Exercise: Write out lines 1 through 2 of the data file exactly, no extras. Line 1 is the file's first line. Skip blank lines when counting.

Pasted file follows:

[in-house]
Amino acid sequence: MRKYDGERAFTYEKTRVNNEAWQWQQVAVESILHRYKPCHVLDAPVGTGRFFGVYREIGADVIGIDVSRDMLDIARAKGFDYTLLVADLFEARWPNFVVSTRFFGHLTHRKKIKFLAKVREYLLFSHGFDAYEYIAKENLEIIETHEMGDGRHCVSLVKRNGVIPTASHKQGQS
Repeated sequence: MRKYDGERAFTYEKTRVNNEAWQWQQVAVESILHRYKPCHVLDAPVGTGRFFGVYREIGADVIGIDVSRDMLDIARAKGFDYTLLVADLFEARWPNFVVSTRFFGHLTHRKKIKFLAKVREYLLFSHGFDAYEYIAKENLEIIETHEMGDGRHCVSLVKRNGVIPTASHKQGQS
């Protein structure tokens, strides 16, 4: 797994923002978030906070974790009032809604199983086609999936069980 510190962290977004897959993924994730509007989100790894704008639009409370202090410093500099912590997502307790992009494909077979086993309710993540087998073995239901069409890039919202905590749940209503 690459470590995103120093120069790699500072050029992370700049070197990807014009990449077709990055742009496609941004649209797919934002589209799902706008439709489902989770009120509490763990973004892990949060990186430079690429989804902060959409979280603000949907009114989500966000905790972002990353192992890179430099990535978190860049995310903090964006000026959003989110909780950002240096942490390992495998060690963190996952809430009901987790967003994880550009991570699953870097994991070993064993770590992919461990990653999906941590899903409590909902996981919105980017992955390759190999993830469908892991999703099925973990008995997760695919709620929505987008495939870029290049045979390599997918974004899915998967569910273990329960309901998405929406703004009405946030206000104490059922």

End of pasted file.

[in-house]
Amino acid sequence: MRKYDGERAFTYEKTRVNNEAWQWQQVAVESILHRYKPCHVLDAPVGTGRFFGVYREIGADVIGIDVSRDMLDIARAKGFDYTLLVADLFEARWPNFVVSTRFFGHLTHRKKIKFLAKVREYLLFSHGFDAYEYIAKENLEIIETHEMGDGRHCVSLVKRNGVIPTASHKQGQS